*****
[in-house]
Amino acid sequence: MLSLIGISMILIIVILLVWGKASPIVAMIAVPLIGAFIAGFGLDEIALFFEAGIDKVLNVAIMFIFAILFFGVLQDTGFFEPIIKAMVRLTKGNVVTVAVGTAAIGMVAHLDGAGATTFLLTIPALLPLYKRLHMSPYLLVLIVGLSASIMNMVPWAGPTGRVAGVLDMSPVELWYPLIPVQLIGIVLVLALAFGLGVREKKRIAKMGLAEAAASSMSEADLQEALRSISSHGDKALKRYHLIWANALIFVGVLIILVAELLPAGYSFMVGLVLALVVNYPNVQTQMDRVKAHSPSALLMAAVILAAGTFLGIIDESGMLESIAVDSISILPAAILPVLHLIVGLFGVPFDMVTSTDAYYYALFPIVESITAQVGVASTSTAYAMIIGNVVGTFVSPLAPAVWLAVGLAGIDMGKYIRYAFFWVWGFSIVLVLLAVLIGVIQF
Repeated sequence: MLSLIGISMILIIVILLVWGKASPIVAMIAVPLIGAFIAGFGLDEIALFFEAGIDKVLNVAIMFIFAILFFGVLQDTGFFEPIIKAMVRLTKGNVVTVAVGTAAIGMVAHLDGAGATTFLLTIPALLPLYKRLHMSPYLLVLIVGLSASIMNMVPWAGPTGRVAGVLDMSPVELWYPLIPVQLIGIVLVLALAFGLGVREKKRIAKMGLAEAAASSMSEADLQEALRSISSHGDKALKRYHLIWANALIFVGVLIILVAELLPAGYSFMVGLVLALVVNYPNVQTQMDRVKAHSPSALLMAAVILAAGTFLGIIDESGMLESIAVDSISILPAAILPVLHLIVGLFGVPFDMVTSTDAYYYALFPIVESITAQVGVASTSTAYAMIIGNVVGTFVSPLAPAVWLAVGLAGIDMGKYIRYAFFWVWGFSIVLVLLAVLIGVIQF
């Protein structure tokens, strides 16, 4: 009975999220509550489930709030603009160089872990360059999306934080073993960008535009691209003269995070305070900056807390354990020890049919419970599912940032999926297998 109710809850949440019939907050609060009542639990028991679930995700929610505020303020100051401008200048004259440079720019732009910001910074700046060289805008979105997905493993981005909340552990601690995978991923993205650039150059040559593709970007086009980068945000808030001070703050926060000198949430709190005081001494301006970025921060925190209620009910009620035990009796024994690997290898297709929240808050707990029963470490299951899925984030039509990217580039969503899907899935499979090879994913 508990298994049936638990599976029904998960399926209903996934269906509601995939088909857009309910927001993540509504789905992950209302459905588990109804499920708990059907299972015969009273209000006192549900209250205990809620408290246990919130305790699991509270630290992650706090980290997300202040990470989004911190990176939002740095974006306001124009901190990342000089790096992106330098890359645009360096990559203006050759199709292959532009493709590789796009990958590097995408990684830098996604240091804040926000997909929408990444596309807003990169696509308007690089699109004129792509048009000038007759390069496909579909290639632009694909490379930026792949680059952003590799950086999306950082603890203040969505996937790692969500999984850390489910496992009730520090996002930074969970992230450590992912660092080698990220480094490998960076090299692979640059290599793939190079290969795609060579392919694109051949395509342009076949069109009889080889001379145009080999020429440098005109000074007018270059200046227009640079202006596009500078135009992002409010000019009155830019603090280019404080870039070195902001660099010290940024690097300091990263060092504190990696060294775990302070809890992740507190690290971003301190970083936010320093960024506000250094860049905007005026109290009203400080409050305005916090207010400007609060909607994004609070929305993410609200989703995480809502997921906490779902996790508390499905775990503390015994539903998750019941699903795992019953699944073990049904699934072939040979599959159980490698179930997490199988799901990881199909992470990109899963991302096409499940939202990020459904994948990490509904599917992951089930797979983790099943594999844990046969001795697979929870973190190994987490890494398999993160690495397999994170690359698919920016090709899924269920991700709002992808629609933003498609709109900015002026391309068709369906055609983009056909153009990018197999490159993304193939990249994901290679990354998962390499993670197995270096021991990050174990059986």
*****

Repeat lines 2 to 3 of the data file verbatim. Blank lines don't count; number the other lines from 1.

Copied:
Amino acid sequence: MLSLIGISMILIIVILLVWGKASPIVAMIAVPLIGAFIAGFGLDEIALFFEAGIDKVLNVAIMFIFAILFFGVLQDTGFFEPIIKAMVRLTKGNVVTVAVGTAAIGMVAHLDGAGATTFLLTIPALLPLYKRLHMSPYLLVLIVGLSASIMNMVPWAGPTGRVAGVLDMSPVELWYPLIPVQLIGIVLVLALAFGLGVREKKRIAKMGLAEAAASSMSEADLQEALRSISSHGDKALKRYHLIWANALIFVGVLIILVAELLPAGYSFMVGLVLALVVNYPNVQTQMDRVKAHSPSALLMAAVILAAGTFLGIIDESGMLESIAVDSISILPAAILPVLHLIVGLFGVPFDMVTSTDAYYYALFPIVESITAQVGVASTSTAYAMIIGNVVGTFVSPLAPAVWLAVGLAGIDMGKYIRYAFFWVWGFSIVLVLLAVLIGVIQF
Repeated sequence: MLSLIGISMILIIVILLVWGKASPIVAMIAVPLIGAFIAGFGLDEIALFFEAGIDKVLNVAIMFIFAILFFGVLQDTGFFEPIIKAMVRLTKGNVVTVAVGTAAIGMVAHLDGAGATTFLLTIPALLPLYKRLHMSPYLLVLIVGLSASIMNMVPWAGPTGRVAGVLDMSPVELWYPLIPVQLIGIVLVLALAFGLGVREKKRIAKMGLAEAAASSMSEADLQEALRSISSHGDKALKRYHLIWANALIFVGVLIILVAELLPAGYSFMVGLVLALVVNYPNVQTQMDRVKAHSPSALLMAAVILAAGTFLGIIDESGMLESIAVDSISILPAAILPVLHLIVGLFGVPFDMVTSTDAYYYALFPIVESITAQVGVASTSTAYAMIIGNVVGTFVSPLAPAVWLAVGLAGIDMGKYIRYAFFWVWGFSIVLVLLAVLIGVIQF